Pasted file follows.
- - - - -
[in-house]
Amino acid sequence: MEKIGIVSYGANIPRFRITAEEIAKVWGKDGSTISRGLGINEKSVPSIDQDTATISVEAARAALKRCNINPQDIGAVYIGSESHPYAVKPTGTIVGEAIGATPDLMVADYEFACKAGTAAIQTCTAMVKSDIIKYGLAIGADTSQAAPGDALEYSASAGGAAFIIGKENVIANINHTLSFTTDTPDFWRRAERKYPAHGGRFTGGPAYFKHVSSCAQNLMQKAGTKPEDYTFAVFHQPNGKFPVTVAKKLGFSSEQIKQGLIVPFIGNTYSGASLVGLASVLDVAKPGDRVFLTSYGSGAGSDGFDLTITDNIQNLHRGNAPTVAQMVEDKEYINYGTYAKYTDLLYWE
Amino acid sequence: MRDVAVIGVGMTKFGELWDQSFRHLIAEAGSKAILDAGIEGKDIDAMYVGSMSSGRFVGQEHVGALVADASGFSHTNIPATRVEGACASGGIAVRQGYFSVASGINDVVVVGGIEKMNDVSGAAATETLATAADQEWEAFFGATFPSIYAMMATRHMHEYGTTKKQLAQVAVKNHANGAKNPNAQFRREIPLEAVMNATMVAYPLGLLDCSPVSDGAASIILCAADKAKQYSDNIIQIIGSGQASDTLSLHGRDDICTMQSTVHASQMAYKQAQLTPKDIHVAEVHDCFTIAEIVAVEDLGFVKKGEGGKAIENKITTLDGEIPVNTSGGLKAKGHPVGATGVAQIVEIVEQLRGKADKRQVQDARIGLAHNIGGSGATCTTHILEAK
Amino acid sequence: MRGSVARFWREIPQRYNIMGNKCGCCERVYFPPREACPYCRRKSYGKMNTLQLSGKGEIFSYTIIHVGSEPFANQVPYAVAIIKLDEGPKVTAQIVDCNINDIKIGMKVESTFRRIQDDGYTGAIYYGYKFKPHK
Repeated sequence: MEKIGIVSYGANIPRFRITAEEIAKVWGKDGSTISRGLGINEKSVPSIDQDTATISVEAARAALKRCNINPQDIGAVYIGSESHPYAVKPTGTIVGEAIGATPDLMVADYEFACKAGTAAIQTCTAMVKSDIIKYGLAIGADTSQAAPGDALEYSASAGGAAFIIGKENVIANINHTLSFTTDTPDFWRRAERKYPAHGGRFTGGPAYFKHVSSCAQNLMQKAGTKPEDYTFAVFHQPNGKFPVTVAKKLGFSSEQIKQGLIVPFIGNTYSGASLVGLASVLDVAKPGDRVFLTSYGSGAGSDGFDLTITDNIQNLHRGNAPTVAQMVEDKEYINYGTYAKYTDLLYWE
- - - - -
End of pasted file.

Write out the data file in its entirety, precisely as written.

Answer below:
[in-house]
Amino acid sequence: MEKIGIVSYGANIPRFRITAEEIAKVWGKDGSTISRGLGINEKSVPSIDQDTATISVEAARAALKRCNINPQDIGAVYIGSESHPYAVKPTGTIVGEAIGATPDLMVADYEFACKAGTAAIQTCTAMVKSDIIKYGLAIGADTSQAAPGDALEYSASAGGAAFIIGKENVIANINHTLSFTTDTPDFWRRAERKYPAHGGRFTGGPAYFKHVSSCAQNLMQKAGTKPEDYTFAVFHQPNGKFPVTVAKKLGFSSEQIKQGLIVPFIGNTYSGASLVGLASVLDVAKPGDRVFLTSYGSGAGSDGFDLTITDNIQNLHRGNAPTVAQMVEDKEYINYGTYAKYTDLLYWE
Amino acid sequence: MRDVAVIGVGMTKFGELWDQSFRHLIAEAGSKAILDAGIEGKDIDAMYVGSMSSGRFVGQEHVGALVADASGFSHTNIPATRVEGACASGGIAVRQGYFSVASGINDVVVVGGIEKMNDVSGAAATETLATAADQEWEAFFGATFPSIYAMMATRHMHEYGTTKKQLAQVAVKNHANGAKNPNAQFRREIPLEAVMNATMVAYPLGLLDCSPVSDGAASIILCAADKAKQYSDNIIQIIGSGQASDTLSLHGRDDICTMQSTVHASQMAYKQAQLTPKDIHVAEVHDCFTIAEIVAVEDLGFVKKGEGGKAIENKITTLDGEIPVNTSGGLKAKGHPVGATGVAQIVEIVEQLRGKADKRQVQDARIGLAHNIGGSGATCTTHILEAK
Amino acid sequence: MRGSVARFWREIPQRYNIMGNKCGCCERVYFPPREACPYCRRKSYGKMNTLQLSGKGEIFSYTIIHVGSEPFANQVPYAVAIIKLDEGPKVTAQIVDCNINDIKIGMKVESTFRRIQDDGYTGAIYYGYKFKPHK
Repeated sequence: MEKIGIVSYGANIPRFRITAEEIAKVWGKDGSTISRGLGINEKSVPSIDQDTATISVEAARAALKRCNINPQDIGAVYIGSESHPYAVKPTGTIVGEAIGATPDLMVADYEFACKAGTAAIQTCTAMVKSDIIKYGLAIGADTSQAAPGDALEYSASAGGAAFIIGKENVIANINHTLSFTTDTPDFWRRAERKYPAHGGRFTGGPAYFKHVSSCAQNLMQKAGTKPEDYTFAVFHQPNGKFPVTVAKKLGFSSEQIKQGLIVPFIGNTYSGASLVGLASVLDVAKPGDRVFLTSYGSGAGSDGFDLTITDNIQNLHRGNAPTVAQMVEDKEYINYGTYAKYTDLLYWE